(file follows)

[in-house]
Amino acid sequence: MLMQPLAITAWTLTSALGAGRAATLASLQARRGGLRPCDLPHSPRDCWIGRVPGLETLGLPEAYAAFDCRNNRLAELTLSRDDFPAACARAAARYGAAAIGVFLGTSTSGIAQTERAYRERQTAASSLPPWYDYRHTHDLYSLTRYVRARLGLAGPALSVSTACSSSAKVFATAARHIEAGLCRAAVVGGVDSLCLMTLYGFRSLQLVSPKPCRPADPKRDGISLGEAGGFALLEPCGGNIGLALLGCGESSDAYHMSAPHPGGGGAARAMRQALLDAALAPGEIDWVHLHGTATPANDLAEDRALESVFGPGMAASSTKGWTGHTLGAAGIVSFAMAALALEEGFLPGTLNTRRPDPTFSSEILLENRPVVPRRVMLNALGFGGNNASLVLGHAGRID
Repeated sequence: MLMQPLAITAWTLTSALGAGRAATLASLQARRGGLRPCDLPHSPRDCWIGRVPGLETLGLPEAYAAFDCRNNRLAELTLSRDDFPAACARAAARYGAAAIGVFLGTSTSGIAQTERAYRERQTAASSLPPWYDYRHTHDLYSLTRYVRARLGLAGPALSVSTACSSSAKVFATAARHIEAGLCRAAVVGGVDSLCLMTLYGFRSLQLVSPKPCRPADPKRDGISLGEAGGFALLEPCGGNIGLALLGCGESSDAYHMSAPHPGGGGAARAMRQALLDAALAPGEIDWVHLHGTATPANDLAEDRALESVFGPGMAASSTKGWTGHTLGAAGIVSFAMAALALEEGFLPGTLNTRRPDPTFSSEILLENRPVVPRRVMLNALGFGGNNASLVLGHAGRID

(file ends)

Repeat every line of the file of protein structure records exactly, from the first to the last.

[in-house]
Amino acid sequence: MLMQPLAITAWTLTSALGAGRAATLASLQARRGGLRPCDLPHSPRDCWIGRVPGLETLGLPEAYAAFDCRNNRLAELTLSRDDFPAACARAAARYGAAAIGVFLGTSTSGIAQTERAYRERQTAASSLPPWYDYRHTHDLYSLTRYVRARLGLAGPALSVSTACSSSAKVFATAARHIEAGLCRAAVVGGVDSLCLMTLYGFRSLQLVSPKPCRPADPKRDGISLGEAGGFALLEPCGGNIGLALLGCGESSDAYHMSAPHPGGGGAARAMRQALLDAALAPGEIDWVHLHGTATPANDLAEDRALESVFGPGMAASSTKGWTGHTLGAAGIVSFAMAALALEEGFLPGTLNTRRPDPTFSSEILLENRPVVPRRVMLNALGFGGNNASLVLGHAGRID
Repeated sequence: MLMQPLAITAWTLTSALGAGRAATLASLQARRGGLRPCDLPHSPRDCWIGRVPGLETLGLPEAYAAFDCRNNRLAELTLSRDDFPAACARAAARYGAAAIGVFLGTSTSGIAQTERAYRERQTAASSLPPWYDYRHTHDLYSLTRYVRARLGLAGPALSVSTACSSSAKVFATAARHIEAGLCRAAVVGGVDSLCLMTLYGFRSLQLVSPKPCRPADPKRDGISLGEAGGFALLEPCGGNIGLALLGCGESSDAYHMSAPHPGGGGAARAMRQALLDAALAPGEIDWVHLHGTATPANDLAEDRALESVFGPGMAASSTKGWTGHTLGAAGIVSFAMAALALEEGFLPGTLNTRRPDPTFSSEILLENRPVVPRRVMLNALGFGGNNASLVLGHAGRID